Courage to Remember:
Reviewed by Kinue Tokudome
“Why would I, a comfortably retired man of ninety- four, want to undertake the enormous task of writing a book at this stage of my life?” So asks Dr. Lester Tenney, a survivor of the infamous Bataan Death March and more than three years of abuse, torture, and slave labor as a POW of the Japanese during WWII.
Fourteen years ago, US District Court Judge for N.D. California, Vaughn Walker, told former POWs of the Japanese when he dismissed their forced labor lawsuits against Japanese companies:
And while full compensation for plaintiffs’ hardships, in the purely economic sense, has been denied these former prisoners and countless other survivors of the war, the immeasurable bounty of life for themselves and their posterity in a free society and in a more peaceful world services the debt.
Dr. Tenney felt that it was as if the judge was saying, “You’re living, aren’t you? Isn’t that enough?” But for Dr. Tenney, just living was not enough. He must restore justice and honor that were denied for him and his fellow POWs. Thus began his long and hard battle to achieve that goal. He almost succeeded. Because of his tireless efforts, the Japanese government in 2010 officially apologized for the inhuman treatment of American POWs during WWII and started an invitation program for surviving POWs to promote reconciliation. (But he is still waiting for the Japanese companies that enslaved POWs to issue an apology.)
Still, just living is not enough for Dr. Tenney. So now with this beautifully written book, he tries to help others who, as he himself did for a long time, suffer PTSD (Post Traumatic Stress Disorder). He does so by sharing with readers another battle, that of overcoming pain, anger, and survivor’s guilt. He confessed how hard it was to forgive, especially forgive himself. But in the end he was able to say:
Now I realize forgiveness was not something I conferred on others after I decided they deserved it. No, it was something I deserved, a gift I gave myself: the gift of peace of mind. Through forgiveness, I moved from victim to survivor. Because of forgiveness, I am a prisoner no more.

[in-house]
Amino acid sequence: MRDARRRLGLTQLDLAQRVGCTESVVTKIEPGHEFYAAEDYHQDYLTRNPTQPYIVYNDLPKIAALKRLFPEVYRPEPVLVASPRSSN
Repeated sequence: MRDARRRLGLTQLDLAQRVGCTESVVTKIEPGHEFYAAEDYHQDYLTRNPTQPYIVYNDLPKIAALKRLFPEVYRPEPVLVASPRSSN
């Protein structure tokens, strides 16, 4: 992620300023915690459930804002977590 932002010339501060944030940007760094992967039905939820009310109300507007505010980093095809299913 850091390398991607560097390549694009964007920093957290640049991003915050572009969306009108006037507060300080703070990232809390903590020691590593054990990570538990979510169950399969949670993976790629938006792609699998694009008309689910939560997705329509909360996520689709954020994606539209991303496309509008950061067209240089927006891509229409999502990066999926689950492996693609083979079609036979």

He also movingly tells about finding true love and friendships that became the turning point in his battle.
Dr. Tenney’s ever positive attitude fill every page of this book. For example, about his lost lawsuit he wrote:
One of the things Betty and I have said for years was, “We didn’t make a penny off the trial, but we sure made a million dollars worth of friendships.” We never would have otherwise met all the people we met, or gone the places we went. It was all because of the trial, and even more, because we lost the trial!
This book is a gift of love and friendship from Dr. Tenney, who challenges us all:
…the end of my story is the beginning of yours, or of someone you know and love... “I know you have suffered. I have been there, too.” It’s also my way of challenging you to do the work that only you can do to restore yourself to the life you are entitled.
M.D. Alisa Gean, Professor of Neuroradiology at the University of San Francisco and an expert on PTSD, and Congressman Darrell Issa wrote forewords to this book.
visited Dr. Tenney at his home in Carlsbad, CA. He autographed this book for me.
It brought back the memory of my very first visit with him in the spring of
1999, when he autographed his memoir, My Hitch in Hell, for me. Since
then, it has been exciting 15 years filled with many memories and many
Congratulations Lester, on another major accomplishment in your life and thank you for this gift of love and friendship!
(Posted on October 7, 2014)